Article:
Why am I trying to find out how far I can go? The Road to Destruction, the Wide Gate, is paved with the souls of those who used Evil to find Good. Temptation led to Sin, Sin gave birth to Death.

Second, and more recent - What if it isn't the proper question? What if, in other words, it's not a matter of 'is this too far?' but 'is this glorious?'

I just finished The Book of Names. I described it to my friend Holli as "Dark, mournful, and beautiful." Dark, because the themes are heavy; it's physically dark most of the time, and many of the situations themselves are dark. Mournful, because it's a tale of the Lost. Beautiful, because it's got The Magic.

Forgive me a moment - Magic, at least the way I'm using it, is that undefinable but very much sensational quality about a story that turns mere words to flesh and brings them alive. If a tale is lacking, it's usually lacking The Magic. Readers and listeners can forgive poor grammar or flawed mechanics as long as they're driven, spirited away by that unseen force we all know and love but can't really name.

Don't believe me? Why is it that we can hold a person's attention long enough to relay how we've gotten a speeding ticket or had a night of homework even if there's little plot involved, little character development, little structure, and little basic mechanics? A child's simple story of catching a bug can rivet the listener.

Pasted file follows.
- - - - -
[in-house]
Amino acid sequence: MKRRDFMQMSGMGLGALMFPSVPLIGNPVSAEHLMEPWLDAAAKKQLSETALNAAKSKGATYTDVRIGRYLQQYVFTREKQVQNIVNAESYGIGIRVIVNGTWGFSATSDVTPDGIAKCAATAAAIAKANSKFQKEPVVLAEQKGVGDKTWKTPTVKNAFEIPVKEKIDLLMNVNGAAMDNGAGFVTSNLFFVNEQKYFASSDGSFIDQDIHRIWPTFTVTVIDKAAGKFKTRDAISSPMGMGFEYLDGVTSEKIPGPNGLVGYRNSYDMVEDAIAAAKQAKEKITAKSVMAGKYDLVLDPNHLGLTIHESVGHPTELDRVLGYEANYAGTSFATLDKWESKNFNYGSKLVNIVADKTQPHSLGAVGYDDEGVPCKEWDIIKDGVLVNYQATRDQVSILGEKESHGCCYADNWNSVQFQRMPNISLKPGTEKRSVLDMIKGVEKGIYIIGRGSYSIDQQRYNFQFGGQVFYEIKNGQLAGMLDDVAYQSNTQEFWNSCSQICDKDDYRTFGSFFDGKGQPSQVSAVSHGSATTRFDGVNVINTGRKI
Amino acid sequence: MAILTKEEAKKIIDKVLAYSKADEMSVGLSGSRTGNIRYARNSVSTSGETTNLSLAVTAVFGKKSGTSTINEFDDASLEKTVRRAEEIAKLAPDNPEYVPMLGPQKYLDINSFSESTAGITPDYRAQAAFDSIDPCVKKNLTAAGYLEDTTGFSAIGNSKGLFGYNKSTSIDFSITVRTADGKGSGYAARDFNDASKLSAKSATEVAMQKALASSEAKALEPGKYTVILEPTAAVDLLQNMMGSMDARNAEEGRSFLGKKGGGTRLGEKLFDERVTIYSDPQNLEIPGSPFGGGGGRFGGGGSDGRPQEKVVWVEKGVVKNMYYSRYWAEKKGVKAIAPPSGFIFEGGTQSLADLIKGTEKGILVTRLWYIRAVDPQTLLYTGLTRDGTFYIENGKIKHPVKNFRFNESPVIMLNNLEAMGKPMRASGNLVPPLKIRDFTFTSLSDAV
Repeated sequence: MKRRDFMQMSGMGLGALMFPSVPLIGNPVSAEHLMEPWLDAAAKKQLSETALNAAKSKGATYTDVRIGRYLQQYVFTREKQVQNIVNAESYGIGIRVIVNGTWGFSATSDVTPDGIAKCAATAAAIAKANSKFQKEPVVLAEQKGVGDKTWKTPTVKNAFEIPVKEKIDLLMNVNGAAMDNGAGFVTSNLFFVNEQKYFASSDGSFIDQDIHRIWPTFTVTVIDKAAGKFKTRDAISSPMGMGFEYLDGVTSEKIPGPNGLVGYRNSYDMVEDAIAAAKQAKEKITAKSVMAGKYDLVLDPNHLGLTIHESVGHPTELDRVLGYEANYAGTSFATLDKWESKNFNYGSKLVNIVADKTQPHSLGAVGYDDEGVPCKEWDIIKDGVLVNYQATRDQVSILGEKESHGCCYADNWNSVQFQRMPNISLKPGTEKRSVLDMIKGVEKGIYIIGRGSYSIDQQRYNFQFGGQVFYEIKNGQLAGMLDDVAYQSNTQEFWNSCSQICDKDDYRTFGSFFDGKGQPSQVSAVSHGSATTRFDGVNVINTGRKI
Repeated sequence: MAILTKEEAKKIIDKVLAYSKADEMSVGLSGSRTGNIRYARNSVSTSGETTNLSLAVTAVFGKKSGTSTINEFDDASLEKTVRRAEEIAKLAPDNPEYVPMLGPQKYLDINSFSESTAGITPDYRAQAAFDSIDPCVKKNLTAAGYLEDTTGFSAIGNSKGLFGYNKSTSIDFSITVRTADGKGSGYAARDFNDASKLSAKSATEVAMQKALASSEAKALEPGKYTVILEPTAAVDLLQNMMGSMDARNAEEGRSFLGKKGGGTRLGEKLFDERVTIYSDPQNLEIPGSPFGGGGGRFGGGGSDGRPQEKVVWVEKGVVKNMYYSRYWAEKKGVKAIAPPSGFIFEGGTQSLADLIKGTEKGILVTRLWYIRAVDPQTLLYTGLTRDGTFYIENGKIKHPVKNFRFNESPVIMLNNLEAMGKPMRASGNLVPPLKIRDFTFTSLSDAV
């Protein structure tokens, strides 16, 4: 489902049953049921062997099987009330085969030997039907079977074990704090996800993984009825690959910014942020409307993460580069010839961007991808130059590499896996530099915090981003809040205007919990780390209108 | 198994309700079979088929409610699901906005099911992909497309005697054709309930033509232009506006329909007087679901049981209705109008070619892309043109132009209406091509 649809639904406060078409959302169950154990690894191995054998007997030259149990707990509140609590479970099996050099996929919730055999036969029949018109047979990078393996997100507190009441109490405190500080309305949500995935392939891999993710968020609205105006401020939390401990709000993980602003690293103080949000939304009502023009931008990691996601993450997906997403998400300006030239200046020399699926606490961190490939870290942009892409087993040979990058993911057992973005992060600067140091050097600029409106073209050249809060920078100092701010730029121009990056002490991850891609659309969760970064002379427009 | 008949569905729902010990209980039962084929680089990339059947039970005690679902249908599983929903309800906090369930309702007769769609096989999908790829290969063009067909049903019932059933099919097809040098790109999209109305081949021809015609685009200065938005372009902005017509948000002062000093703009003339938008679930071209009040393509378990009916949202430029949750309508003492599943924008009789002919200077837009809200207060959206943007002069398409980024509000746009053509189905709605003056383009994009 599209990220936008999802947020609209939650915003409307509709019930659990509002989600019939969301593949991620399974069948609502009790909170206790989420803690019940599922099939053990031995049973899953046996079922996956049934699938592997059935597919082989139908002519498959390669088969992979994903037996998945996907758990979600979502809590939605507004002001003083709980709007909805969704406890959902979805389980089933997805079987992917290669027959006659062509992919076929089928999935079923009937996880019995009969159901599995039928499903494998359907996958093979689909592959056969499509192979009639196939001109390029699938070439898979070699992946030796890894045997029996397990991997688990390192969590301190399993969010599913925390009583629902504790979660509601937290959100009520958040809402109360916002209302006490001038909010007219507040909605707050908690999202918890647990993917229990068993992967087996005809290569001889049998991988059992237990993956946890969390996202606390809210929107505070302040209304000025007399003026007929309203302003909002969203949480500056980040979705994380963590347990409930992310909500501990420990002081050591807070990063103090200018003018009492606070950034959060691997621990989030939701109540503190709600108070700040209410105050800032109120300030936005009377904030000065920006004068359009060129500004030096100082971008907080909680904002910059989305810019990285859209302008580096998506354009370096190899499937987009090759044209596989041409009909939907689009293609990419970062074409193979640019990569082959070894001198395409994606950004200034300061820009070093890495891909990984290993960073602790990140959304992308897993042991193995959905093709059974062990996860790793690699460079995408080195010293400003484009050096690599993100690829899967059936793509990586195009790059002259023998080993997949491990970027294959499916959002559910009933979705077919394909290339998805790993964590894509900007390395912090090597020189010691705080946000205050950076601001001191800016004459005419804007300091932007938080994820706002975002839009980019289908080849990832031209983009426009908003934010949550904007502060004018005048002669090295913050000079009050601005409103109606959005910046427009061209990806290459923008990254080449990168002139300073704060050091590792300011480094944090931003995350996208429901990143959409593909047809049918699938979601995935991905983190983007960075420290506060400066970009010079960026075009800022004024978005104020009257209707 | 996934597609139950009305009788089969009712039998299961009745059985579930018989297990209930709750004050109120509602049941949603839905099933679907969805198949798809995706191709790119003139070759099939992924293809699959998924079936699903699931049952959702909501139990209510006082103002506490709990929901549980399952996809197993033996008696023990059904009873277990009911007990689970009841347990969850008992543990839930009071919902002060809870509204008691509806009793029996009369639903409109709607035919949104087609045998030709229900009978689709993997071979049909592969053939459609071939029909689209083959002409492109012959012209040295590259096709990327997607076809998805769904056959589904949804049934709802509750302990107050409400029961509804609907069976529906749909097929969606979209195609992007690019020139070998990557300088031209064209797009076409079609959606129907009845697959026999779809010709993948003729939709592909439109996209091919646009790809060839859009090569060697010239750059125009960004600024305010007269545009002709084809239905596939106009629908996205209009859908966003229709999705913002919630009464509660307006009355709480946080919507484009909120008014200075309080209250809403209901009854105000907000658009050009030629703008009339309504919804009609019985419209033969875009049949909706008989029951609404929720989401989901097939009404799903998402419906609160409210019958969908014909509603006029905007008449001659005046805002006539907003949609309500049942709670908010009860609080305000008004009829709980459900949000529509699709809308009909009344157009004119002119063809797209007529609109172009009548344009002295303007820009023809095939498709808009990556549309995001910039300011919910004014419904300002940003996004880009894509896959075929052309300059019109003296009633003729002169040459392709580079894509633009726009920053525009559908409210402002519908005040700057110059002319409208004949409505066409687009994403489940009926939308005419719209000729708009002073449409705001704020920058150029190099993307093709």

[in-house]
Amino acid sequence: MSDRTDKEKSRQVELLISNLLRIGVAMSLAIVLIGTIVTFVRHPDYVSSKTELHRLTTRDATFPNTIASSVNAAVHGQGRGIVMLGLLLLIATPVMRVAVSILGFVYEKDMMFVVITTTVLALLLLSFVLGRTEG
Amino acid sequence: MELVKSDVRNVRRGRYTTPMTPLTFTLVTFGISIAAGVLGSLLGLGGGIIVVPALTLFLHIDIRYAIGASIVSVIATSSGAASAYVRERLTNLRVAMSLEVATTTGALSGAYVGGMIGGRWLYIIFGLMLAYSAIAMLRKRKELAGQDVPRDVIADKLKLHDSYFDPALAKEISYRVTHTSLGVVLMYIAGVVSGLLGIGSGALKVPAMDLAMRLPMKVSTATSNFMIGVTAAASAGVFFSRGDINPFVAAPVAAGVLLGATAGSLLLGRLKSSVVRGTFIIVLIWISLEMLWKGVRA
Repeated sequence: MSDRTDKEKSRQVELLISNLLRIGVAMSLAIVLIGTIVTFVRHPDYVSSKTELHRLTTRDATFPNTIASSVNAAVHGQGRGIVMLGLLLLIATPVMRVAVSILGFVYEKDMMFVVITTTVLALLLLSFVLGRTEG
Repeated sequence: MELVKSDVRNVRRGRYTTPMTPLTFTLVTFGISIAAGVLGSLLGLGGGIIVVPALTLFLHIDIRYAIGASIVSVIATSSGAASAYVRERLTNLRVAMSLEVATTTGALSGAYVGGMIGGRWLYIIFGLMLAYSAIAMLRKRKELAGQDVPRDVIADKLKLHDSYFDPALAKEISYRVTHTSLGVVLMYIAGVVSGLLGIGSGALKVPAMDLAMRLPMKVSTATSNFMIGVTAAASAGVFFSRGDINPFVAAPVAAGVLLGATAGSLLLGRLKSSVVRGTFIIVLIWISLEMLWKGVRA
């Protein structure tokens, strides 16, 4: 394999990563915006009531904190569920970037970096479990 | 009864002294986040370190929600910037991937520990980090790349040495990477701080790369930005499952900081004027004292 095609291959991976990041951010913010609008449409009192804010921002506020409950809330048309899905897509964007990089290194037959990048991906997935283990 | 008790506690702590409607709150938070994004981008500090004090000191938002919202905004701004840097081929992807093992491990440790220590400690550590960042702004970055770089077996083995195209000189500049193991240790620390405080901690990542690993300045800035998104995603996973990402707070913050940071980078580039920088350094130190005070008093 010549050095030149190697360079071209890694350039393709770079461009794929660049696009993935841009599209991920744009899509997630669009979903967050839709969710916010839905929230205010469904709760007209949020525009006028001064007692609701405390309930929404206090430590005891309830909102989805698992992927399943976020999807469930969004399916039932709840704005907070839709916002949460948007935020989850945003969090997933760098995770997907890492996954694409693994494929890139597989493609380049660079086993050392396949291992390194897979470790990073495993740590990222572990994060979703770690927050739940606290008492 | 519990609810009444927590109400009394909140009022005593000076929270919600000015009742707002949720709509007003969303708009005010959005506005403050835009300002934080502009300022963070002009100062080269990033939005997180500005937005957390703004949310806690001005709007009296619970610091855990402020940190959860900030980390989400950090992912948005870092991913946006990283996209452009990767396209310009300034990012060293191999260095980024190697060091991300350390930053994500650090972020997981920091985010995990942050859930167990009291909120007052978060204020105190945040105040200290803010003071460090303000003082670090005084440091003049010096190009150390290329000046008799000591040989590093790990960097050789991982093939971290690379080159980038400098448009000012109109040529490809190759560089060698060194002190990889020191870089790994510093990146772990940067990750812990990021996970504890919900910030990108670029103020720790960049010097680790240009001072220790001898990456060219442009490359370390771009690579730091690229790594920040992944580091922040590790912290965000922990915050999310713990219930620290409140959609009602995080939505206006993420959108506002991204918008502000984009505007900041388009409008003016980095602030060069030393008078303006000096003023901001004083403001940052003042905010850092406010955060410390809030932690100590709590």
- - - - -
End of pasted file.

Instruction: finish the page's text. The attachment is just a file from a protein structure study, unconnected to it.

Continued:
Because the art's in the telling. The Magic.

Remember that black night before the campfire?

Behold the light.

Alright, if you dislike the magic, call it awe, wonder, and amazement. Call it whatever you want, but it's spellbinding. This is precisely why pastors can show a single clip from a movie and leave us all breathless without actually having seen the entire movie. The writers, actors, directors - they spellbound us. This is why I can remember particular scenes from particular stories with intricate detail that I have not read in years.

Where am I going with all of this?

My friend Justin told me the artform is called chiaroscuro. It's an art term in which dark backgrounds create stunning foregrounds. And I suppose that's become the line for me - the subtle and stark contrast of the Veil itself.

"I may fall down, but I will rise.
It may be dark, but God is light."

I suppose between working on The Phoenix and the Dragon series, the last two Books of History Chronicles with Ted, and working on Bogswallow -- The question presents itself. And I've come to appreciate the unease. I don't think I should ever be comfortable in the Shadowlands, out in the Bogs where nothing, not even shadows, can live.

My aim is the glorious, to be sure. The Phoenix and the Dragon is all about becoming who we really are; Bogswallow is strictly about bringing the dead back to life.

Darkness to light.
Death to life.